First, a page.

In AAA, elastase activity contributes to elastin degradation and aneurysm formation throughout disease progression. Elastase inhibition has been shown to reduce aneurysm growth in relevant animal models but at present, no medical therapies, established or in development are available that can halt aneurysm expansion in patients. Although functional imaging of AAA patients suggests that inflammation in the aortic wall contributes to its degradation, these results are inconclusive. The concentration of elastase in the azurophilic granules is high (about 5–10 mM) which leads to significant local concentration of the protease upon release, enough to be measured with a selective and specific PET-radioligand. For this purpose, the authors have developed [11C]GW457427 (coined [11C]NES) as a selective and specific PET-tracer for the study of neutrophil elastase in vivo in humans using PET, here validated in vitro in human abdominal aortic aneurysm tissue compared with healthy aorta and in vivo in a lipopolysaccharide (LPS) animal model of lung inflammation compared with control animals. The authors also present a GMP validated production method and toxicology data for [11C]GW457427.
For the imaging studies, [11C]GW457427, 2–5 MBq, in saline, was administered intravenously (i.v.) as a bolus to three groups of BALB/c mice: (i) animals with induced inflammation (n = 8), (baseline group); (ii) animals with induced inflammation (using LPS and Formylmethionyl-leucyl-phenylalanine - fMLP) (n = 6), which also received a co-injection of excess of unlabelled GW457427 (1 mg/kg) (blocked group) and (iii) untreated BALB/c mice (n = 6, control group). In vivo dynamic PET imaging was performed in two animals from each group (n = 6), followed by a CT scan. Mice were positioned in a heated bed of the PET/MRI 3T scanner and a dynamic PET acquisition was initiated immediately before injection of [11C]GW457427. The duration of the PET scan was 40 min, with the thorax in the field of view. After the PET acquisition, the bed was transferred to the Mediso SPECT/CT. A whole-body CT scan was then performed for 8 min. PET images from the Mediso system were reconstructed using a Tera-TomoTM 3D algorithm with 4 iterations and 6 subsets. PET-CT images were fused and analyzed in PMOD 4.0.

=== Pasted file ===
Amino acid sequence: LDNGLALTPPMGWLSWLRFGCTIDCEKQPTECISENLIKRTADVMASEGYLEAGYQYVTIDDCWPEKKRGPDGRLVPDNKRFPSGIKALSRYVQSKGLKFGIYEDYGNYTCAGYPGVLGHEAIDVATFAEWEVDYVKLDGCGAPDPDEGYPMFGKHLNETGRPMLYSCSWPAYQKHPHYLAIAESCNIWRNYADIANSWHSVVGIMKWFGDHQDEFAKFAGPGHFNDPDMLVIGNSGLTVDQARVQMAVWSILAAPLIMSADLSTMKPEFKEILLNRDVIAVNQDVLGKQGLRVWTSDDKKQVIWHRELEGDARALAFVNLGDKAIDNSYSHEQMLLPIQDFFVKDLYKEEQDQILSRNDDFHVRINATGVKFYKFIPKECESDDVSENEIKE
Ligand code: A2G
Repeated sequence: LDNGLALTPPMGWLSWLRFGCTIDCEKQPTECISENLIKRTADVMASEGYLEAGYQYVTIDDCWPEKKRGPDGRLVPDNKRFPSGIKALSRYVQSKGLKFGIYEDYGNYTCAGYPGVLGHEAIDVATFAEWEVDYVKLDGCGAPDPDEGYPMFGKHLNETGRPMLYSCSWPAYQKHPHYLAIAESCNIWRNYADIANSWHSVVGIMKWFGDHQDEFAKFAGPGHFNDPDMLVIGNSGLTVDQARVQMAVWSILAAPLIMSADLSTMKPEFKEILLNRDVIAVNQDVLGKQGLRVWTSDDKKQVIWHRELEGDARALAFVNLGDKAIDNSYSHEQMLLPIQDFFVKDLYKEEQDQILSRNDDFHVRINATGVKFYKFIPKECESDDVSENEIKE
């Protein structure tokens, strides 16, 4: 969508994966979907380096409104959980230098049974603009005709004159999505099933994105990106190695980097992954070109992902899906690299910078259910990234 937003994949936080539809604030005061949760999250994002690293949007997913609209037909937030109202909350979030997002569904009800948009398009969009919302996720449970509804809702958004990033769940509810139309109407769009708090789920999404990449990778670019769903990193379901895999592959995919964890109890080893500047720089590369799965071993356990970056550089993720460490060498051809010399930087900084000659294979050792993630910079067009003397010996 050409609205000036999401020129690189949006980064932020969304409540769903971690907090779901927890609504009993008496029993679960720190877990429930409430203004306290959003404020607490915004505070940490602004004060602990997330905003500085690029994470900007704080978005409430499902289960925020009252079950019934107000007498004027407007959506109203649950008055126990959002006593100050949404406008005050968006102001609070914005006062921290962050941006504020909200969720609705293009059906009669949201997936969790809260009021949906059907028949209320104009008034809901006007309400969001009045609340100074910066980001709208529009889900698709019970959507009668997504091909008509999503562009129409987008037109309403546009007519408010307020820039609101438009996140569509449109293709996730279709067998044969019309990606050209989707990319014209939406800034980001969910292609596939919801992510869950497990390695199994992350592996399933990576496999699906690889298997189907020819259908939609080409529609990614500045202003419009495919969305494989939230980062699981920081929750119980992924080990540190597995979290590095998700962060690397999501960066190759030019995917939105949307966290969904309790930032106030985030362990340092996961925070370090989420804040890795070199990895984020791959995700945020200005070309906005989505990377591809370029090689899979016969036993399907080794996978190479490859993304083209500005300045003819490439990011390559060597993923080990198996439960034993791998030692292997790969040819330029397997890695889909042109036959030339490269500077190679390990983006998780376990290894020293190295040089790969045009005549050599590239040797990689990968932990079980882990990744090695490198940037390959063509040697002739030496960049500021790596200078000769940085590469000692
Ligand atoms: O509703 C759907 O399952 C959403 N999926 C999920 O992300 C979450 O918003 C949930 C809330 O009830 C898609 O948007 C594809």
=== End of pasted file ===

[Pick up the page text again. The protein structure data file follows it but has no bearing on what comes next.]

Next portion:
Figure 5. shows that the dynamic PET studies were in good agreement with ex vivo data and similarly showed high uptake in the lungs of treated (LPS + fMLP) animals but abolished in the control and the blocked group. A direct comparison between lung-SUV values determined by PET and by ex vivo measurements is not possible, but, assuming a lung density of 0.3 g/mL, SUV values would have been ~6 at the end of the PET acquisition (40 min).
As it is on Figure 7., Dynamic PET also revealed the kinetics of uptake in other organs in mice. For control mice, this was similar to the uptake and clearance from organs in rat, obtained in the ex vivo dosimetry study, and showed rapid wash-out kinetics in the majority of the organs, transient accumulation in liver and kidneys, increased radioactivity in the knee joint and in the intestines suggesting hepatobiliary elimination and specific uptake in red bone marrow, where neutrophils are generated and stored.